"Learning economics is thus first and foremost a process of mastering the economic way of thinking. If the thinking part, i.e., the derivation via these argumentation patterns, is externalized into the black box of the computer, the researcher is no longer engaged in economics proper." Lehtinen & Kuorikoski (2007, s. 325).

”In none of those roles did I find the theory I had been teaching for so long to be the slightest help. The factors involved in setting wages and salaries in the real world seemed to be very different than those specified in the neoclassical theory. The one factor that seemed to be of overwhelming importance in all these real-world situations was fairness, and fairness always seemed to be judged by making some kind of wage comparison.” Albert Rees (1993, s. 243-244).

"It is time to return to an engineering approach to macro policy that has long existed in econometrics, and accept that one can, and should, search for relationships among macroeconomic variables without worrying about the behavioral foundations of those relations." David Colander et al. (2008, s. 239).

"The econometric estimates of the factors determining survival during the sinking of Titanic produce a coherent story. However, this story is not necessarily in line with the simple model of selfish homo economicus. While people in their prime were more likely to be saved, it was women – rather than men – who had a better chance of being saved. Children also had a higher chance of surviving. At the time of disaster, the unwritten social norm of 'saving women and children first' seems to have been enforced." Bruno S. Frey, David A. Savage & Benno Torgler (2011, s. 218-219).

"Muilla yhteiskuntatieteillä, kuten taloushistorialla, taloussosiologialla ja talouspolitiikan tutkimuksella, pitäisi siis olla huomattavasti nykyistä merkittävämpi rooli taloustutkimuksen perustieteinä. Yliopistollisen opetuksen urautumisen vuoksi näin ei kuitenkaan vielä ole tapahtunut, vaan normaalitaloustiede näyttää kuin ihmeen kaupalla selviytyvän murskakritiikistä kerta toisensa jälkeen." Ilmo Massa (2008, s. 169).

"Oman näkemykseni mukaan taloustiede joutui harhateille, koska ekonomistit ryhmänä erehtyivät pitämään vaikuttavalta näyttävän matematiikan kauneutta totuutena." Paul Krugman (2010, s. 26).

"However, we show that the impact of such training crucially depends on the form in which financial literacy training is provided. In this setting, training that relies on the standard approach to small business training, teaching the fundamentals of financial accounting, had no measurable effect. But the training program based on simple rules of thumb led to significant improvements in the way small and medium-sized enterprises managed their finances relative to the control group that was not offered training." Alejandro Drexler, Greg Fischer & Antoinette S. Schoar (2010, s. 19).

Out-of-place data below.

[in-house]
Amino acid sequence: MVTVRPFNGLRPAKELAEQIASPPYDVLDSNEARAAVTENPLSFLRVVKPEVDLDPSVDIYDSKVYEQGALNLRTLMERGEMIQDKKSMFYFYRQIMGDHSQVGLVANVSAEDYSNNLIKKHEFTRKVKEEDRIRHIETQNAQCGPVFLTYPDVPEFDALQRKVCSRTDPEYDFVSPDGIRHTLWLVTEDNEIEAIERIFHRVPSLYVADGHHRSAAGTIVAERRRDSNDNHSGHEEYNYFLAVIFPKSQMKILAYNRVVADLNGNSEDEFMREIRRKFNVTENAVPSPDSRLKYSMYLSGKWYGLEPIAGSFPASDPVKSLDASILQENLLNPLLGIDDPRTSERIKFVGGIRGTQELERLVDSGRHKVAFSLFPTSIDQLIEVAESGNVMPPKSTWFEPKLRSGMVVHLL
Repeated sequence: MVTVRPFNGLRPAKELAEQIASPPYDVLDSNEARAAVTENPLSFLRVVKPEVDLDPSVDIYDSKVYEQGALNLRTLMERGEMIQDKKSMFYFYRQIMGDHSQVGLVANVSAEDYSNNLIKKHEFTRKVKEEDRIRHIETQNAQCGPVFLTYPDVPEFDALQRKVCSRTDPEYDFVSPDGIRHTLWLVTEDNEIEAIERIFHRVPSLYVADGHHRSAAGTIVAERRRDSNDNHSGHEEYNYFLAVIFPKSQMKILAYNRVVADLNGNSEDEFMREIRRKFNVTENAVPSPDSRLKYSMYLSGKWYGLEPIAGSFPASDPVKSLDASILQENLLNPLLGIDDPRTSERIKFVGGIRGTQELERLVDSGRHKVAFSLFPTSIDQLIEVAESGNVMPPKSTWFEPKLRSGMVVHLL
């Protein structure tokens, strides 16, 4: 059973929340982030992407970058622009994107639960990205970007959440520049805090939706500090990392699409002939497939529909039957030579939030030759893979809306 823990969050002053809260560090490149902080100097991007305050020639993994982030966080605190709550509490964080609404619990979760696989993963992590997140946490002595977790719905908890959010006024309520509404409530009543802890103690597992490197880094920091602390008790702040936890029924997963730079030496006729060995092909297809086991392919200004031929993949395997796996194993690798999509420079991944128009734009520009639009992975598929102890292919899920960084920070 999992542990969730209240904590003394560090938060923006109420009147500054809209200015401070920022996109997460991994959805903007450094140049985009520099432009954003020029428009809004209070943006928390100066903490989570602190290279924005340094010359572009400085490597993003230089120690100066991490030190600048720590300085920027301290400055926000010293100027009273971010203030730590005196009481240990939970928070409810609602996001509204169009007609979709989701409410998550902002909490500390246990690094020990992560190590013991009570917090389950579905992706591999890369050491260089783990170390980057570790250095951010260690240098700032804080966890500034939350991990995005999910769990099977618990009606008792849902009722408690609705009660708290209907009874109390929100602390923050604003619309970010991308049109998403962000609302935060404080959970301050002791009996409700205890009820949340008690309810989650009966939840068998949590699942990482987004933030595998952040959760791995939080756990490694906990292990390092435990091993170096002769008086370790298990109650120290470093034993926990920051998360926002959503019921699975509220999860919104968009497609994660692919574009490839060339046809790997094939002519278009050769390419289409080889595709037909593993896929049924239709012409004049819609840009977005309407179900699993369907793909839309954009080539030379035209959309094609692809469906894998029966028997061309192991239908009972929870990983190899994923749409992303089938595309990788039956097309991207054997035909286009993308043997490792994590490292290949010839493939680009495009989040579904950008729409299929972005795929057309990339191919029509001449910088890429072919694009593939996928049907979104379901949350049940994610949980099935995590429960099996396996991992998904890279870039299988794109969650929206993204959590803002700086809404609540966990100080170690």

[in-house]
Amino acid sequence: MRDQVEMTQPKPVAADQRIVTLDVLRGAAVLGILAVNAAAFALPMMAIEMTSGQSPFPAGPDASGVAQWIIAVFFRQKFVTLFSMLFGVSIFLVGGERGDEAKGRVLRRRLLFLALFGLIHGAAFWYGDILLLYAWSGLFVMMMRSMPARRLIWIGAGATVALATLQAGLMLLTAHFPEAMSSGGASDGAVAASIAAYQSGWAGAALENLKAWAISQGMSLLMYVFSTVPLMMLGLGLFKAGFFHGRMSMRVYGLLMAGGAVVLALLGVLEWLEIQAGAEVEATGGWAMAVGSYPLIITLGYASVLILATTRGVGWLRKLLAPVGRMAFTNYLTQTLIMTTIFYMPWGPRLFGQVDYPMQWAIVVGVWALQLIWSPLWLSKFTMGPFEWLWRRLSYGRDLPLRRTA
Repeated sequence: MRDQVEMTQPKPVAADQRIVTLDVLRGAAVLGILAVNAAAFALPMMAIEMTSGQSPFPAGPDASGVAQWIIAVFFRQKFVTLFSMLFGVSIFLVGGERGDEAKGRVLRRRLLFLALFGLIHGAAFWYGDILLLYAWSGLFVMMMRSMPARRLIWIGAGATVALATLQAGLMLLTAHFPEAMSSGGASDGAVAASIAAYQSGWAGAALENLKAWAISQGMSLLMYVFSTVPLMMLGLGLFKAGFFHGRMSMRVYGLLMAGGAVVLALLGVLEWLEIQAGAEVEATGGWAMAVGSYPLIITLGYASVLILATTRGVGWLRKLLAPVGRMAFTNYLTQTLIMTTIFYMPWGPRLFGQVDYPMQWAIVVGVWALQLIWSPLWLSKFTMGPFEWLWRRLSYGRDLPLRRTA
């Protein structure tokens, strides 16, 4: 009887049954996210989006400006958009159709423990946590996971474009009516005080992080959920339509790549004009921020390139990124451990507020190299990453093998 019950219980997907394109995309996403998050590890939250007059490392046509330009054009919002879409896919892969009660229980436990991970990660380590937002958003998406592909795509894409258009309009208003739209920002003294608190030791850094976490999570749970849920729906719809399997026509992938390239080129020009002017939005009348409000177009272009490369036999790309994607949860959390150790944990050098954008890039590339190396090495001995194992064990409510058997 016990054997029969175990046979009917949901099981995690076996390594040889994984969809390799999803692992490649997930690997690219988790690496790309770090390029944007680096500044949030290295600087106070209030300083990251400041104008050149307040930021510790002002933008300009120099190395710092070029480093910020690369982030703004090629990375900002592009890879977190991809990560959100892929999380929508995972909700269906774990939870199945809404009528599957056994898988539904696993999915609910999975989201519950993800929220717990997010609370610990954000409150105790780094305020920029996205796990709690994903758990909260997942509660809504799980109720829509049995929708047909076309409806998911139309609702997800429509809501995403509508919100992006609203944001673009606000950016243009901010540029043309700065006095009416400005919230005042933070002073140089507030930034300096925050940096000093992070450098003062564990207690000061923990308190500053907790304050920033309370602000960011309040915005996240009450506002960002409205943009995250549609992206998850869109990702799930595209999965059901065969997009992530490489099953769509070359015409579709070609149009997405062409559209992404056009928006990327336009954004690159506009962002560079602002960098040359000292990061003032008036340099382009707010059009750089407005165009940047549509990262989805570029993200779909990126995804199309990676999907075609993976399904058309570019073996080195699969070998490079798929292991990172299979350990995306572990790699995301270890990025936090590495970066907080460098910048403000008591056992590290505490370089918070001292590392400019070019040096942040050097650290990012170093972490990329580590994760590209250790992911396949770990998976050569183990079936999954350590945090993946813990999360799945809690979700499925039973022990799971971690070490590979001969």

”The introduction of free incorporation with general limited liability and the construction of the corporate legal form in nineteenth century England was, then, ’induced’ less by the imperatives of economic rationality and efficiency and more by the political power of the rentier class.” Paddy Ireland (2010, s. 848).

”Microeconomics simply lifted equilibrium analysis, utility maximization, and the accompanying systems of differential equations and matrix algebra directly from the classical mechanics of pre-entropic energy physics. By borrowing the methods of physics, economists also borrowed its prestige.” James Bernard Murphy (1995, s. 156-157).

”It seems necessary, therefore, to introduce a more comprehensive and more deliberate supra-individualistic rationality into the spontaneous, decentralized, evolutionary processes. Specifically, a public-policy frame-setting is needed in order either to initiate (i.e. de-block, un-lock) or to accelerate and stabilize processes of institutionalization which cannot be brought forth with sufficient certainty, speed and stability by individualistic rationality alone.” Wolfram Elsner (2005, s. 37-38).

"Scholars have often argued that the sharing of complex information is enhanced by embedded ties, which suggests that informal ties have the potential to make a significant contribution to innovation. There is a strong sense among researchers that informal relations undergird formal ties. --- Nevertheless, many organizations are largely unaware of the extent to which formal activities are buttressed by informal connections." Walter W. Powell & Stine Grodal (2005, s. 70-71).

"For Bourdieu there is, therefore, a 'trickle up' of tastes from the working class to the upper class that allows the latter to outflank the middle class, whose pretentiousness leaves them confused by the way in which popular tastes are embraced." Andrew B. Trigg (2001, s. 106).